Dear readers, we present to you the Standard Bathroom Rules and Guidelines with Measurements which will answer common questions when designing a standard-size bathroom.

Bathroom planners should develop a strategy for using these recommended designs to solve the difficulties that people meet every day when using a bathroom. Every detail in the bathroom counts in order to have the ideal design and maximum functionality.

This includes the best dimensions for installing the bathroom elements and the most appropriate location of each element: standard bath height, standard toilet size, bathroom door dimensions, toilet clearance dimensions, standard tub height, and minimum shower size.

Bathroom Doorway Recommendation: 32″

To obtain a minimum clear opening of 32″ a door of minimum 34″ width is required. A minimum clear width of 34″ is the universal design. The absolute smallest allowable opening is 24″, but only if the existing walls prohibit any modifications.

How to measure a door’s clear opening? If you measure from doorjamb to doorjamb when the door is open, this measure the door’s opening but not the door’s clear opening. To calculate the clear opening, measure from the inside of the door to the other side of the opening while the door is open. Usually, this clear opening measurement will be around 2 inches less than the door opening. Ignore doorknobs when taking these measurements.


Toilet Stall Room Size Recommendation: 36″ by 66″

The recommended size for separate toilet stalls (also called toilet compartments) with either swing doors or pocket doors, is at least 36 inches by 66 inches. This is also the recommended size for a bidet compartment. Change this minimum recommended width to 60″ if the stall is to be made wheelchair accessible.

The absolute minimum, which is Building Code Requirement IPC 405.3.1, calls for a size of 30″ by 60″. However, the recommended size is ideal.

This recommendation is only for a toilet stall that has a door. However, in fact, more commercial toilet rooms are built without doors than with doors.

A bathroom stall door that swings inward can be used if the width of the door is added to the calculation of the compartment’s length. If the inswing door is 24″ and you wish to have the recommended stall length of 66″, add the two for a new total length of 90″.

What if the compartment needs to contain both a toilet and a wall urinal? Or a toilet and a bidet? If this is the case, 18″ is the recommended distance between the center of the toilet and a wall or another bath fixture such as a urinal. Depending on the width of this other bath fixture, this extends the minimum recommended width by an additional 26″-29″ for a total width of between 62″ and 65″.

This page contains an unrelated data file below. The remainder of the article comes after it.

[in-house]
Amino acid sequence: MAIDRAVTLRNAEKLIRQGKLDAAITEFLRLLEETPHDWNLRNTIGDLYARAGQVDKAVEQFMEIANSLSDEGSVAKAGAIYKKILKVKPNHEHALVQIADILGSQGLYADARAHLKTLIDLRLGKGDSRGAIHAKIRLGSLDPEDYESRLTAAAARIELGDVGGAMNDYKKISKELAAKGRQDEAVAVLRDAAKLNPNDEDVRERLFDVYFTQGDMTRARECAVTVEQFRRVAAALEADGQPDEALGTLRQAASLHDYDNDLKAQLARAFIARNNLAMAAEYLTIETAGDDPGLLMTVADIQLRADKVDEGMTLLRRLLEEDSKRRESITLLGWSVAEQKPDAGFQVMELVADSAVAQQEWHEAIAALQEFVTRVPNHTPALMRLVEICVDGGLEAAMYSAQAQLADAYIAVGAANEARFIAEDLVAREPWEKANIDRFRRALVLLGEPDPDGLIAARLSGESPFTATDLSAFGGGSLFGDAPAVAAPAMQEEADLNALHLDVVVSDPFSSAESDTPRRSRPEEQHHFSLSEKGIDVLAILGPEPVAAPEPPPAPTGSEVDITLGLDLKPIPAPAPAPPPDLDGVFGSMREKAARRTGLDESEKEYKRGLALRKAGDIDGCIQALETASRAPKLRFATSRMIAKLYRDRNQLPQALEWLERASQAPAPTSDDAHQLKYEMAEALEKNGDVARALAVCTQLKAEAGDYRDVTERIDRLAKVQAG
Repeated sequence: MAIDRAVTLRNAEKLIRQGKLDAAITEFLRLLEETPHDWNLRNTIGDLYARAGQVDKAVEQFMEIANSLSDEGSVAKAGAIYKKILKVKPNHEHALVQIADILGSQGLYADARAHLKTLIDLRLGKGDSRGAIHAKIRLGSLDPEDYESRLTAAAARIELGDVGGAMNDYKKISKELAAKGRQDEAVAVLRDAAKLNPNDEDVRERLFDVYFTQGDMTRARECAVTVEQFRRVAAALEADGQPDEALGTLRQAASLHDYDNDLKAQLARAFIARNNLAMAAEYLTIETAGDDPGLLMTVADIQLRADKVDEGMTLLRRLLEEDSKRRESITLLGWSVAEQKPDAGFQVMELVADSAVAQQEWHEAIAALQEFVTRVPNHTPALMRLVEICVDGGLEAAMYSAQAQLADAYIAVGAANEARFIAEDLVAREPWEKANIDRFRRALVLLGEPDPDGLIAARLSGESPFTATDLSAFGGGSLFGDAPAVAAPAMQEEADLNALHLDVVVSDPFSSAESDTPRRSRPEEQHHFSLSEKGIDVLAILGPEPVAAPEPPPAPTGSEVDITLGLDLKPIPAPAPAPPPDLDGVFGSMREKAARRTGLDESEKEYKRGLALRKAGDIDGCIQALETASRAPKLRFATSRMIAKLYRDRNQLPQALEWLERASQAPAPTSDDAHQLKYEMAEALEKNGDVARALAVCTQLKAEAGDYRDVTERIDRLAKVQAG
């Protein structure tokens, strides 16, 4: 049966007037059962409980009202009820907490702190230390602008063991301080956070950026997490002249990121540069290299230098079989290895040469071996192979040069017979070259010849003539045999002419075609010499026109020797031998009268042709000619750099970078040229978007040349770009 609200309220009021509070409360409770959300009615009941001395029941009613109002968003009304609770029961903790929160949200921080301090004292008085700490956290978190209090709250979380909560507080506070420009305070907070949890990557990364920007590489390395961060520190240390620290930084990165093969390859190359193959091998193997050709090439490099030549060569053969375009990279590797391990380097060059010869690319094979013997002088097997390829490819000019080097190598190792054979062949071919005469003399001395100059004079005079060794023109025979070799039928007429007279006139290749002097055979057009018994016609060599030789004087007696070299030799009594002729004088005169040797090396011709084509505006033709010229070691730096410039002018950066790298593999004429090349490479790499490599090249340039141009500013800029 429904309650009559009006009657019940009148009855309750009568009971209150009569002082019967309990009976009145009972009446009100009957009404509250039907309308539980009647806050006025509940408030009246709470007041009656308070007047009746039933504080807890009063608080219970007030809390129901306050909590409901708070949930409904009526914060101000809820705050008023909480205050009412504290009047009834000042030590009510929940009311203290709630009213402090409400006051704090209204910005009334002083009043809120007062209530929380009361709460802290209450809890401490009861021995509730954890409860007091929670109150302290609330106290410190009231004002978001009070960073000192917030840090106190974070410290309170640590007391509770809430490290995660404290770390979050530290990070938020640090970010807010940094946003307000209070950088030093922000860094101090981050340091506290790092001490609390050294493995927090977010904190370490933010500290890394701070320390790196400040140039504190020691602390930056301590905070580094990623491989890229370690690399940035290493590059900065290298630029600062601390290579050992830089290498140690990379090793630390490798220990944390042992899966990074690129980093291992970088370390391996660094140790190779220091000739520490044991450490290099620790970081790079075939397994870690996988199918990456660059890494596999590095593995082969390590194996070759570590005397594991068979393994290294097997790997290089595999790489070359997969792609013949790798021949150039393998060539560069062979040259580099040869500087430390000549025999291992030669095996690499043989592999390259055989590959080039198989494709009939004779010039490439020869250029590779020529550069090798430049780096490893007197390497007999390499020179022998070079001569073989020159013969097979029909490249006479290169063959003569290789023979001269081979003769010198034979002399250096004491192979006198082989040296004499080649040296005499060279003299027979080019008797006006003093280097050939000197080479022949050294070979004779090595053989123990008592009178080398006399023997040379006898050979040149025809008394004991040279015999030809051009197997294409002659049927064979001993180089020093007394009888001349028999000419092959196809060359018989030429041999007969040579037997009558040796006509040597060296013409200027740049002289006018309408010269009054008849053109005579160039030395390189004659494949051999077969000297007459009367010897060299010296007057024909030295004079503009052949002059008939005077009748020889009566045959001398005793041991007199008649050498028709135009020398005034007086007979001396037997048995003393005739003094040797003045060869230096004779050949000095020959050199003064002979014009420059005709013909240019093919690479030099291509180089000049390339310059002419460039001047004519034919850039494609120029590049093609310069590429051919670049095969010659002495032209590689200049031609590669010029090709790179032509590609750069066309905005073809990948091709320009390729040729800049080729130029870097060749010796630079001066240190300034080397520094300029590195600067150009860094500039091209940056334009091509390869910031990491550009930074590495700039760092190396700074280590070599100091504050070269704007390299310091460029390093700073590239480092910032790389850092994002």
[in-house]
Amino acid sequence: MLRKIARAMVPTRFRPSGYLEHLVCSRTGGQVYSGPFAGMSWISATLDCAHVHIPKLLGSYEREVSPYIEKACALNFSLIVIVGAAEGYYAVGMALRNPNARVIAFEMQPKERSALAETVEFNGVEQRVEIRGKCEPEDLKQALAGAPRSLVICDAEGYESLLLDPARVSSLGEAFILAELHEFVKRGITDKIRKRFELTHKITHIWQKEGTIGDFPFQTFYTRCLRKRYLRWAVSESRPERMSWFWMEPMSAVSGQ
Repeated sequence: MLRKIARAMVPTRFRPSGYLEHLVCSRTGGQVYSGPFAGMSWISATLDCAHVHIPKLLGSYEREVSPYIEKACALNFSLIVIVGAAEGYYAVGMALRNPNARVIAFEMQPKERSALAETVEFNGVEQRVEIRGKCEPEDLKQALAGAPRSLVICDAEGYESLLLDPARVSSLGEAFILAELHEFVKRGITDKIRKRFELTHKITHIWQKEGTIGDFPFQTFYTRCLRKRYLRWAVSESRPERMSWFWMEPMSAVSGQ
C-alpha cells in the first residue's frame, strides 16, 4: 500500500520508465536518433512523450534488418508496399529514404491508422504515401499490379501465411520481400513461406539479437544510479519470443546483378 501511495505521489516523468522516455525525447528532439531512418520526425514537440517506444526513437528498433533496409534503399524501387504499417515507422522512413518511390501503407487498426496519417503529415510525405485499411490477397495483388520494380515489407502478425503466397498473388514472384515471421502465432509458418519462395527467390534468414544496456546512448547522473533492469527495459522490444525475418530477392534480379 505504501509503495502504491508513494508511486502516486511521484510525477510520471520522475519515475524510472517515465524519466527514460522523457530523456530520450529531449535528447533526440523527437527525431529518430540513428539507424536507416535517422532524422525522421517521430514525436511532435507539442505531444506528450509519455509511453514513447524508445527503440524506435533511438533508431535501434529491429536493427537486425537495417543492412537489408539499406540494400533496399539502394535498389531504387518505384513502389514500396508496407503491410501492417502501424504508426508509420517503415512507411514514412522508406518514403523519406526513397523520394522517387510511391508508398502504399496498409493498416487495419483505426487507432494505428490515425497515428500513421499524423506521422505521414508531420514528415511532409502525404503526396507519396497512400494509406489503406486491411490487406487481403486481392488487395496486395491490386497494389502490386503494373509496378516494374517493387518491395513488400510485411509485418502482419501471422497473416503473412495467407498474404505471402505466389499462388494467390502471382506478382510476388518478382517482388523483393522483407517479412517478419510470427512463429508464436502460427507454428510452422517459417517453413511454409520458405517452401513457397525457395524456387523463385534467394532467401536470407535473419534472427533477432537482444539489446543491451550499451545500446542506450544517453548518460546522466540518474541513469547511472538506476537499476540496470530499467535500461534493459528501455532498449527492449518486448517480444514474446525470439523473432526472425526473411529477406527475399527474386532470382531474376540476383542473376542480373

Shower/Bathtub Control Location Recommendation

A bathroom’s shower controls need to be accessible when the user is standing inside and outside the spray of the shower. Also, it should be located between 38″ to 48″ from the shower floor. The showerhead needs to be positioned between 66″ and 81″ above the floor. These measurements can be altered to accommodate the height of the homeowner.

Tub controls in a bath should also be reachable from both inside and outside the bathtub. Its locations need to be between the boundaries of the bathtub rims (ideally in the center) and positioned a maximum of 33″ above the floor.

Shower Seat, Shower Chair, & Shower Bench Placement Recommendation

15″ deep shower seat installed 17″ to 19″ above the floor of the shower.

The absolute minimum, and building code requirement IRC P 2708.1, is that the shower seat does not infringe on the 900 square inch minimum interior size of the shower.

Although a shower seat is not required, it is a good idea and requested by many homeowners. When remodeling a shower, a shower seat or bench should be considered.

Many local building codes require that the shower seat be located outside of a 30-inch diameter circle. The edge of this circle touches where the showerhead is located. This allows for ample room when standing and not sitting on the seat.

Shower seats and benches can be difficult to install in smaller-sized showers. One solution to reduce a seat’s footprint when remodeling a small bath shower is to go with a fold-up seat. When folded down, the seat should still be outside the 30-inch circle mentioned above.

Lavatory and Vanity Height Recommendation

Variable between 32″ and 43″ in height according to user preference.

In the past, the standard vanity height of 32″ was chosen as the best height mainly for children, but it is now outdated. After the children grow, adults are unfortunately left for decades with a vanity that is far too low.